Django Unchained opens with a classic Tarantino ambush: a group of barefoot slaves manacled together trudges through a freezing night, herded by the slave-trading Speck brothers. A black horse approaches, ridden by Dr. King Schultz, a German bounty hunter played by Christoph Waltz. Schultz says that he is looking for a slave from the Carrucan plantation, and Django, portrayed by Jamie Foxx, speaks out. When Schultz attempts to pay for Django’s freedom, the Speck brothers respond by drawing their guns. Before the scene is over, one of the brothers is dead, the other is pinned under a horse, and Django is a free man.
Already there are Tarantino flourishes that twist and amplify the Western genre: Schultz’s horse is named Fritz, and he elegantly bows his head when he hears his name; the slaves are instructed to follow the North Star to “make your way to a more enlightened area of the country,” and, most notably, there are pulpy flashbacks to horrible moments from Django’s past. “Spaghetti Western flashbacks are never pretty,” Tarantino noted in a draft of the script. “It’s usually the time in the film when the lead character thinks back to the most painful memory inflicted on him by evil characters.” As the plot unfolds, it quickly becomes clear that Schultz and Django are on parallel missions: The freed slave is looking for his lost wife, and Schultz is hunting down a trio of criminals. They are both out for Tarantino-style justice, and the stage has been set.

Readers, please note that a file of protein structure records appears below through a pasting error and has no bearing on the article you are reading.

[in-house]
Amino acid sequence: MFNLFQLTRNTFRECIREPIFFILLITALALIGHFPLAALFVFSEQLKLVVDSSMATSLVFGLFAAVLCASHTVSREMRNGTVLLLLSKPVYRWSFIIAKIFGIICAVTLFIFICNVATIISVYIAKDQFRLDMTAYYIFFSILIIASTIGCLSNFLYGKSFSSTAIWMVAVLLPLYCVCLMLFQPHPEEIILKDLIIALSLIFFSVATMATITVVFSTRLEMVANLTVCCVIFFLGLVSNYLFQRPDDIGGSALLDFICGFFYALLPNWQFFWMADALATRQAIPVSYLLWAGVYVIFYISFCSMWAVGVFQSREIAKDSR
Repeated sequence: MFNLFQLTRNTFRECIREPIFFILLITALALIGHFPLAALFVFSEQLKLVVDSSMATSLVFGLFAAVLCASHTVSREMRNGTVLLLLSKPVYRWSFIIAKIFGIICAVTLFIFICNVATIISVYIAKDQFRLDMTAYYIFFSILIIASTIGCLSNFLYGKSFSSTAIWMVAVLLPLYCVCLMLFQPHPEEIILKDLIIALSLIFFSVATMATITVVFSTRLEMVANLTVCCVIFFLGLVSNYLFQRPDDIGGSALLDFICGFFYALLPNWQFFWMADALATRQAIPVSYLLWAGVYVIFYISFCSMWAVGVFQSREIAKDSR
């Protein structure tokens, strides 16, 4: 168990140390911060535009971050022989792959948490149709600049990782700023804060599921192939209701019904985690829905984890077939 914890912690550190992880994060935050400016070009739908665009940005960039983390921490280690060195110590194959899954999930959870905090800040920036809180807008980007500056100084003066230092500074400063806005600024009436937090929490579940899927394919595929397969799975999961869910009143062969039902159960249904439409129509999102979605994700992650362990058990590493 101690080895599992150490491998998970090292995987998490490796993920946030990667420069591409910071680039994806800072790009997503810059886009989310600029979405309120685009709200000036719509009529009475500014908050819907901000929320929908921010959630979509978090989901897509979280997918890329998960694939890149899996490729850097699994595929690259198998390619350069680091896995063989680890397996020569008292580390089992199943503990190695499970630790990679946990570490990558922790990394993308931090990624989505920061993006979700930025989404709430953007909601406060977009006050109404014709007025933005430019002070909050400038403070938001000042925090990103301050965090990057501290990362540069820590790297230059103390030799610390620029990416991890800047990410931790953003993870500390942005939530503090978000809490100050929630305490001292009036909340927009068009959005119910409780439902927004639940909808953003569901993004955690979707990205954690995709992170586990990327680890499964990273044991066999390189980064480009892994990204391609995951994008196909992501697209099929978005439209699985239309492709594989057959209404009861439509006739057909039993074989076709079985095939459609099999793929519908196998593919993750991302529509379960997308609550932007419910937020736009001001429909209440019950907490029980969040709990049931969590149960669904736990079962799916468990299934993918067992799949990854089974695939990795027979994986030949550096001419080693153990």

Tarantino’s early movies existed in a fabricated pop landscape full of movie archetypes he had reinvented and reshaped. Films like the 1994 masterpiece Pulp Fiction took stock cinematic characters—the gangster, the thief, the trophy wife—and pushed them beyond their traditional boundaries. Instead of talking manly talk, as they typically would in a gangster film, in Pulp Fiction the thugs discuss the subtleties of foreign fast food and the pleasures of foot massages. But with Inglourious Basterds, Tarantino grafted his fictional perspective upon reality for the first time: He set the movie in WWII and had the audacity to rewrite history. In his version, Hitler is assassinated at a film premiere.
That boldness, combined with Tarantino’s gift for violent set pieces matched with quirky, often humorous dialogue, is all the more stunning in Django Unchained. The movie takes place in the slavery-ridden, racially charged South, during the most painful and vivid chapter in American history, and the atrocities are rampant. At one point in the story, Broomhilda, Django’s wife, is whipped and imprisoned in a box. “Am I nervous about Django?” Tarantino asked. “No. But it is a difficult movie. I am putting the audience smack-dab into a very ugly America, and that can be rough and brutal—especially for older black folks—to watch.” He paused. “But I’m not afraid that people will judge me. Is it pleasant to be misunderstood? No. The beginning of the run is the most controversial time. The controversy will go away in six months, and then the movie will be the movie.”